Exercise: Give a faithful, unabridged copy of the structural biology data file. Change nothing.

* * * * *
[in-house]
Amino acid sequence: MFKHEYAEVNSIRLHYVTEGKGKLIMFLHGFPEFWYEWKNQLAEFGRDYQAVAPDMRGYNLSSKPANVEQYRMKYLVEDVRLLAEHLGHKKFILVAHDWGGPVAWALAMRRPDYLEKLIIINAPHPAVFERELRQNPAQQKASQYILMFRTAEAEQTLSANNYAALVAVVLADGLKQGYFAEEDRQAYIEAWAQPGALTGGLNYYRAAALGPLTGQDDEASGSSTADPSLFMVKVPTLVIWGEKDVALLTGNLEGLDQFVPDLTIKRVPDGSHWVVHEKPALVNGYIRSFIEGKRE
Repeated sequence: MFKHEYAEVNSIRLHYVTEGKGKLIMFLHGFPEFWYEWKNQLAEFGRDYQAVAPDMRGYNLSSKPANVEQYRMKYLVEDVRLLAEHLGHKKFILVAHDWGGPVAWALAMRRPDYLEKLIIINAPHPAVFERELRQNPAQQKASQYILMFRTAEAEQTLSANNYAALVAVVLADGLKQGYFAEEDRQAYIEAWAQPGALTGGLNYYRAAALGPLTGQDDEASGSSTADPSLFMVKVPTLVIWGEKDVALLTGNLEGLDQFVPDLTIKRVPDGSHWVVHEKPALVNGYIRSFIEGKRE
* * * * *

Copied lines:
[in-house]
Amino acid sequence: MFKHEYAEVNSIRLHYVTEGKGKLIMFLHGFPEFWYEWKNQLAEFGRDYQAVAPDMRGYNLSSKPANVEQYRMKYLVEDVRLLAEHLGHKKFILVAHDWGGPVAWALAMRRPDYLEKLIIINAPHPAVFERELRQNPAQQKASQYILMFRTAEAEQTLSANNYAALVAVVLADGLKQGYFAEEDRQAYIEAWAQPGALTGGLNYYRAAALGPLTGQDDEASGSSTADPSLFMVKVPTLVIWGEKDVALLTGNLEGLDQFVPDLTIKRVPDGSHWVVHEKPALVNGYIRSFIEGKRE
Repeated sequence: MFKHEYAEVNSIRLHYVTEGKGKLIMFLHGFPEFWYEWKNQLAEFGRDYQAVAPDMRGYNLSSKPANVEQYRMKYLVEDVRLLAEHLGHKKFILVAHDWGGPVAWALAMRRPDYLEKLIIINAPHPAVFERELRQNPAQQKASQYILMFRTAEAEQTLSANNYAALVAVVLADGLKQGYFAEEDRQAYIEAWAQPGALTGGLNYYRAAALGPLTGQDDEASGSSTADPSLFMVKVPTLVIWGEKDVALLTGNLEGLDQFVPDLTIKRVPDGSHWVVHEKPALVNGYIRSFIEGKRE